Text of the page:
I remember, long ago, my parents sitting around our dining room table with their friends, crystal stemware glowing from within like bowls full of rubies in the warmth of candlelight. Their hushed tones as they told "grown up" jokes dissolved into laughter that permeated the house and made me long to be a part of these dinners.
Somewhere along the line, wine became, for me, a symbolic representation of those dinners.
Fast forward 10 years, and I'm a sophomore in college. I have a date with a guy I really like, and I want to show him how worldly, how sophisticated I am. I buy my first set of wine glasses from Crate & Barrel, and that signature white box is a trophy I carry home with me on the Metro.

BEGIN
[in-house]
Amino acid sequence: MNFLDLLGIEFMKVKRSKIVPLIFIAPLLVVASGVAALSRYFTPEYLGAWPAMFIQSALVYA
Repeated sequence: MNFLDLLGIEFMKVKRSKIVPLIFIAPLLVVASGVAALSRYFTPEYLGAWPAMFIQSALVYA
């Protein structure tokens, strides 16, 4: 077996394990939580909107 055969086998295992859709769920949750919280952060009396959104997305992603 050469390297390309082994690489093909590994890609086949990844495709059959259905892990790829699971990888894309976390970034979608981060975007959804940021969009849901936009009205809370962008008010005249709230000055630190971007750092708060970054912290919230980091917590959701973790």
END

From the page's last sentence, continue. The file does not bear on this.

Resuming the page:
I make us dinner - spaghetti with marinara sauce I doctor up from a jar of Prego. I make garlic bread. And I serve Franzia White Grenache, which I somehow think is a step up from the ubiquitous White Zinfandel. Of course, I can't tell the difference. But the guy is impressed, as are his buddy and the buddy's girlfriend (the four of us have squeezed into the round table in my studio that's meant to seat three). We sit and chat and laugh for hours, until it's time to say "goodnight".
That was the first time I managed to successfully recreate my parents' dinners in my own home. But it wouldn't be the last; rather, that dinner became the start of my life as a hostess. And, subconsciously, the start of my thirst for knowledge about wine.